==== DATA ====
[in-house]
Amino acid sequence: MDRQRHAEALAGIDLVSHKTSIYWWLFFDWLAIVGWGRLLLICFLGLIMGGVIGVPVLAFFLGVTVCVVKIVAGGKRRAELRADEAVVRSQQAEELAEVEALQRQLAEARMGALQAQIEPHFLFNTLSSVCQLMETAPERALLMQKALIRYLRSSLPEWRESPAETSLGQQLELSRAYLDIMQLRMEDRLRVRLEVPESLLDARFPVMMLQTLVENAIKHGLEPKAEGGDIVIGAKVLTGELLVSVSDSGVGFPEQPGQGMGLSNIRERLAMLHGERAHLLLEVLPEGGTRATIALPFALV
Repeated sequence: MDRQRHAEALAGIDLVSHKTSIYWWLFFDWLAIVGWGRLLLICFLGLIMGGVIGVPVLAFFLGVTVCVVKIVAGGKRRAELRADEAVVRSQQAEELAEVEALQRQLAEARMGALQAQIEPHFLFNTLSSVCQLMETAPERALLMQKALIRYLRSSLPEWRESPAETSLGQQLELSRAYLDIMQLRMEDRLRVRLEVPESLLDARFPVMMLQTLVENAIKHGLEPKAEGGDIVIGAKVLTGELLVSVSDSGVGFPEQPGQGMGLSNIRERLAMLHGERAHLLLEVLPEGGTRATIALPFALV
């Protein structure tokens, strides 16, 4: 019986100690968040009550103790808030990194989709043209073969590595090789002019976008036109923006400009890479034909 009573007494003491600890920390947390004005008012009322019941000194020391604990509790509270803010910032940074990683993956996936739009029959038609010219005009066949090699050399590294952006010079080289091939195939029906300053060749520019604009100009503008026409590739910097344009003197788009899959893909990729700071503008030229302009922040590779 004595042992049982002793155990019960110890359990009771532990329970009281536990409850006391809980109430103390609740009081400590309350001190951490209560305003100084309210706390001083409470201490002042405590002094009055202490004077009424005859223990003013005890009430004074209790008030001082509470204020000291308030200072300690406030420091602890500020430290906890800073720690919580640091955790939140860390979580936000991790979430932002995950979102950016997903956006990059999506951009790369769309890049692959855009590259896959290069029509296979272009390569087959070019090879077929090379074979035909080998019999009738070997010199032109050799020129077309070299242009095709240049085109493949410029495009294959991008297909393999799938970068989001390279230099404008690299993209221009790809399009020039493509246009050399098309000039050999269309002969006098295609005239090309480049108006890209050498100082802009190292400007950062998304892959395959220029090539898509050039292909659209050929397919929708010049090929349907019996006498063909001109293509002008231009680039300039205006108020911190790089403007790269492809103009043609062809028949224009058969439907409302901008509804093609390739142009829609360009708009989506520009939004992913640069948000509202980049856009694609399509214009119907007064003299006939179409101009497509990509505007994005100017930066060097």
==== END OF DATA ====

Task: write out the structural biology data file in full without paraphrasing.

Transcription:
[in-house]
Amino acid sequence: MDRQRHAEALAGIDLVSHKTSIYWWLFFDWLAIVGWGRLLLICFLGLIMGGVIGVPVLAFFLGVTVCVVKIVAGGKRRAELRADEAVVRSQQAEELAEVEALQRQLAEARMGALQAQIEPHFLFNTLSSVCQLMETAPERALLMQKALIRYLRSSLPEWRESPAETSLGQQLELSRAYLDIMQLRMEDRLRVRLEVPESLLDARFPVMMLQTLVENAIKHGLEPKAEGGDIVIGAKVLTGELLVSVSDSGVGFPEQPGQGMGLSNIRERLAMLHGERAHLLLEVLPEGGTRATIALPFALV
Repeated sequence: MDRQRHAEALAGIDLVSHKTSIYWWLFFDWLAIVGWGRLLLICFLGLIMGGVIGVPVLAFFLGVTVCVVKIVAGGKRRAELRADEAVVRSQQAEELAEVEALQRQLAEARMGALQAQIEPHFLFNTLSSVCQLMETAPERALLMQKALIRYLRSSLPEWRESPAETSLGQQLELSRAYLDIMQLRMEDRLRVRLEVPESLLDARFPVMMLQTLVENAIKHGLEPKAEGGDIVIGAKVLTGELLVSVSDSGVGFPEQPGQGMGLSNIRERLAMLHGERAHLLLEVLPEGGTRATIALPFALV
């Protein structure tokens, strides 16, 4: 019986100690968040009550103790808030990194989709043209073969590595090789002019976008036109923006400009890479034909 009573007494003491600890920390947390004005008012009322019941000194020391604990509790509270803010910032940074990683993956996936739009029959038609010219005009066949090699050399590294952006010079080289091939195939029906300053060749520019604009100009503008026409590739910097344009003197788009899959893909990729700071503008030229302009922040590779 004595042992049982002793155990019960110890359990009771532990329970009281536990409850006391809980109430103390609740009081400590309350001190951490209560305003100084309210706390001083409470201490002042405590002094009055202490004077009424005859223990003013005890009430004074209790008030001082509470204020000291308030200072300690406030420091602890500020430290906890800073720690919580640091955790939140860390979580936000991790979430932002995950979102950016997903956006990059999506951009790369769309890049692959855009590259896959290069029509296979272009390569087959070019090879077929090379074979035909080998019999009738070997010199032109050799020129077309070299242009095709240049085109493949410029495009294959991008297909393999799938970068989001390279230099404008690299993209221009790809399009020039493509246009050399098309000039050999269309002969006098295609005239090309480049108006890209050498100082802009190292400007950062998304892959395959220029090539898509050039292909659209050929397919929708010049090929349907019996006498063909001109293509002008231009680039300039205006108020911190790089403007790269492809103009043609062809028949224009058969439907409302901008509804093609390739142009829609360009708009989506520009939004992913640069948000509202980049856009694609399509214009119907007064003299006939179409101009497509990509505007994005100017930066060097």